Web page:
And on May 21 a mine fire killed 91, prompting the board to repeat its preparedness point and criticize the Bureau of Mines:
There had been no fire drills, no rescue training and no maps plainly marked with secondary escape routes. There were enough oxygen masks for half the workers and "many of these self-rescuers did not work." The mine had only a "primitive" telephone system to the lower shafts.
On July 17, the board revisited "skyjackings", advocating a security precaution that's routine today:
Several airlines will check all hand baggage carried aboard Boeing 727s, a favorite of skyjackers because the 727 has a tail door that permits escape by parachute. Perhaps this precaution should be extended to all planes by all airlines. That would be costly and time consuming, but skyjackings must be stopped . . . A disaster has not occurred yet in the skyjackings of 152 U.S. planes in the past decade. We have been lucky so far, but there is no guarantee that our luck will continue.
Nine days later, the board responded to yet another mining disaster, an electrical fire that trapped nine in West Virginia:
Safety regulations apparently were ignored by the operating companies and not enforced by the U.S. Bureau of Mines . . . After the latest disaster, the Blacksville explosion, it was announced that operators of the mine had received nearly 500 citations for federal safety violations in four years of operation.
Fifteen months after the San Fernando quake, the region still needed help. The board wrote on May 23:
The Small Business Administration, under intense pressure and criticism from many sides, has embarked at last on a complete reform of its entire disaster loan and grant program . . . It took intense political pressure to melt the loan freeze. Now all applications and loans are being closely monitored to make sure they are used to repair genuine quake damage. This is the standard procedure that should have been followed in the first place. This is the same procedure that must be followed the next time disaster strikes.
By Aug. 10 the board was treating the Small Business Administration with harsher words in an editorial called "The Great Disaster Giveaway":
Because of evidence of widespread fraud turned up by a team of investigative reporters from The Times, Congress ordered the Small Business Administration to tighten its loan and grant procedures. And the Administration moved to eliminate the forgiveness clause . . . These proper steps were taken before two more disasters struck, Hurricane Agnes, which devastated portions of six Eastern states, and the flood which swept through South Dakota . . . We can endorse low-interest loans for those who suffered and will suffer from quake, flood, hurricane or fire. But we believe retention of the forgiveness is a serious mistake, the more so as it is increased.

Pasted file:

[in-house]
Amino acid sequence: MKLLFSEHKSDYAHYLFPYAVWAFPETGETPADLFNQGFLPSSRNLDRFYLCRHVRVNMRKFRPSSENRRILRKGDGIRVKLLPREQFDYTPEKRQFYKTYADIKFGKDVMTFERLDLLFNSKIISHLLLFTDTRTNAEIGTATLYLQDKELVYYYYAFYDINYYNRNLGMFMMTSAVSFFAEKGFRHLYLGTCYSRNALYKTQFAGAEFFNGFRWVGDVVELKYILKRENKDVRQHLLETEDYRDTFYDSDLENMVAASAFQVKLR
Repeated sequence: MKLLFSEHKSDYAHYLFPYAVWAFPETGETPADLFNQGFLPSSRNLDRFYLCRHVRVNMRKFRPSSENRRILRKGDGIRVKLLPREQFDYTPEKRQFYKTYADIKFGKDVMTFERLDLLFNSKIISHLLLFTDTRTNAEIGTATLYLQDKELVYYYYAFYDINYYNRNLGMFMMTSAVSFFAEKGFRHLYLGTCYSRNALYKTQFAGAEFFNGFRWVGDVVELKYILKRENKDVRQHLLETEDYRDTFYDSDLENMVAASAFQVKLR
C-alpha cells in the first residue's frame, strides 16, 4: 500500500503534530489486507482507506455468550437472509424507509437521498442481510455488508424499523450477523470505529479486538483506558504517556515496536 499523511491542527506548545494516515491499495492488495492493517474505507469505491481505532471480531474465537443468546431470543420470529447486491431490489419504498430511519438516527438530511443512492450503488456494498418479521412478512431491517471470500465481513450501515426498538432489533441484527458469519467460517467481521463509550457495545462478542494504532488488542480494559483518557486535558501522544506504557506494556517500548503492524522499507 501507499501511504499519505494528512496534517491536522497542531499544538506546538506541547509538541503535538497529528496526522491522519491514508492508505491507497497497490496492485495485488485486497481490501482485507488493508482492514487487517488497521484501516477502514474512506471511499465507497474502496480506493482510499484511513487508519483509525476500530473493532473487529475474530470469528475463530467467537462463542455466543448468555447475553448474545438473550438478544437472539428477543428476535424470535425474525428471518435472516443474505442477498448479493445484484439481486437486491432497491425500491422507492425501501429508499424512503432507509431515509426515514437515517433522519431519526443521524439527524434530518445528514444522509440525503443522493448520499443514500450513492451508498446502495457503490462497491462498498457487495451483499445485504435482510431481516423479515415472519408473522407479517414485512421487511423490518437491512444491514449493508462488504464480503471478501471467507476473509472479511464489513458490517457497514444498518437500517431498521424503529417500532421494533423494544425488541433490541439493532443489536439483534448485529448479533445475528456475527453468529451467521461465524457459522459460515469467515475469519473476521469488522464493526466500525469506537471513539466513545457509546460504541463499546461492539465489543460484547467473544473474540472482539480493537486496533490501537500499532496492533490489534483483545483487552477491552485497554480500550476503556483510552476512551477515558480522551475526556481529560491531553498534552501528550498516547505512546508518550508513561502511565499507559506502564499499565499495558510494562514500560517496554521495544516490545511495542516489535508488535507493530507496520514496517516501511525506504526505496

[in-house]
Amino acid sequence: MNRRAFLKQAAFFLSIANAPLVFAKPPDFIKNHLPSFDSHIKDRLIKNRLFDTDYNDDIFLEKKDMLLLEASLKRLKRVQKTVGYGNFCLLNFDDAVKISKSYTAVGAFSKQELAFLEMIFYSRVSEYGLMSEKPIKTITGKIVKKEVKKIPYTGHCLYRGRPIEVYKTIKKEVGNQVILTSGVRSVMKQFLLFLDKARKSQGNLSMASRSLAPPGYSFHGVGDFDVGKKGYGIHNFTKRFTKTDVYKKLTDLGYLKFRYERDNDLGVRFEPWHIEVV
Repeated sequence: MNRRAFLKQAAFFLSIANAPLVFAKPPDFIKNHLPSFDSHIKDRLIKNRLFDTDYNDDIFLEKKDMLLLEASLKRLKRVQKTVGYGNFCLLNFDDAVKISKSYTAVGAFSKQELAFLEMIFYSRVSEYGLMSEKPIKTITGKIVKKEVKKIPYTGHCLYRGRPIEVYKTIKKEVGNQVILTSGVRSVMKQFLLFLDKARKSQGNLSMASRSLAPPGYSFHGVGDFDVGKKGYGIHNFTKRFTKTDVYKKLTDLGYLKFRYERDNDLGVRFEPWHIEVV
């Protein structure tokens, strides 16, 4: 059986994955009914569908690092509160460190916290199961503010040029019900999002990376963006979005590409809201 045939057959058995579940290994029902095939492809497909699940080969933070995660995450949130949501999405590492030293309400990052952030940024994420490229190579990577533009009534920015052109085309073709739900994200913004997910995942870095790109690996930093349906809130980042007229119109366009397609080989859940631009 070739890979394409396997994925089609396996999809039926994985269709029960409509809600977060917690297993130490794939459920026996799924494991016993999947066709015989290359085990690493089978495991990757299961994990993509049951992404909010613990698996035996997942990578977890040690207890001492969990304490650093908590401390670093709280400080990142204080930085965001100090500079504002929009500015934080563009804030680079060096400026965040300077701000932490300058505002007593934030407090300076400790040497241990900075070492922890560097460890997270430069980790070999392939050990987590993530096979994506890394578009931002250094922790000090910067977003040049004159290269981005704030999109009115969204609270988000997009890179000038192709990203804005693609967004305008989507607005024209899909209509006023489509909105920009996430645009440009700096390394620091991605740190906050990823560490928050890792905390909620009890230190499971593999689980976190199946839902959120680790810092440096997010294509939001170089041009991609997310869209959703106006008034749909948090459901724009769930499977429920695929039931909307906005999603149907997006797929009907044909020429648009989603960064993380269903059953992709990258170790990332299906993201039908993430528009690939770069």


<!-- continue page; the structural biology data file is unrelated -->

But the board wasn't always dreary that year. On July 19, it offered a bit of reassurance:
It seems that hardly a week goes by without another warning from some prominent person that the nation is on the road to ruin. Take your pick, we are about to be done in either a) environmentally, b) morally, c) militarily, d) economically, the mode of predicted destruction depending on who is talking and what he is trying to sell . . . Most informed persons eventually come to regard forecasts of disaster with skepticism that may be as much a matter of boredom as of rational examination. The uninformed, on their part, divide into those who will believe anything if it's scary enough and those who are too busy with the workaday world to much care . . . The plain fact is that messages of peril and doom are virtually inescapable . . . There is a vast difference between, say, an ecologist's warning of planetary harm from misuse of resources and a huckster's warning of social unpopularity from the non-use of a particular deodorant. But each in its way is a threatening message, and each probably contributes to a general sense of concern, an erosion of confidence . . . None of this is to argue that there are not serious problems to be perceived, discussed, confronted, that there are not well-informed concerns about issues and events, or that ignorance is preferable to information. What we do suggest, and particularly in this political season of rhetorical superlatives, is a renewed need for responsibility . . . What we seek, if only temporarily, is relief from casual prophecies of disaster, respite from assaults on our faith in ourselves and in the future. We have heard them all before anyway, and still the Republic has survived.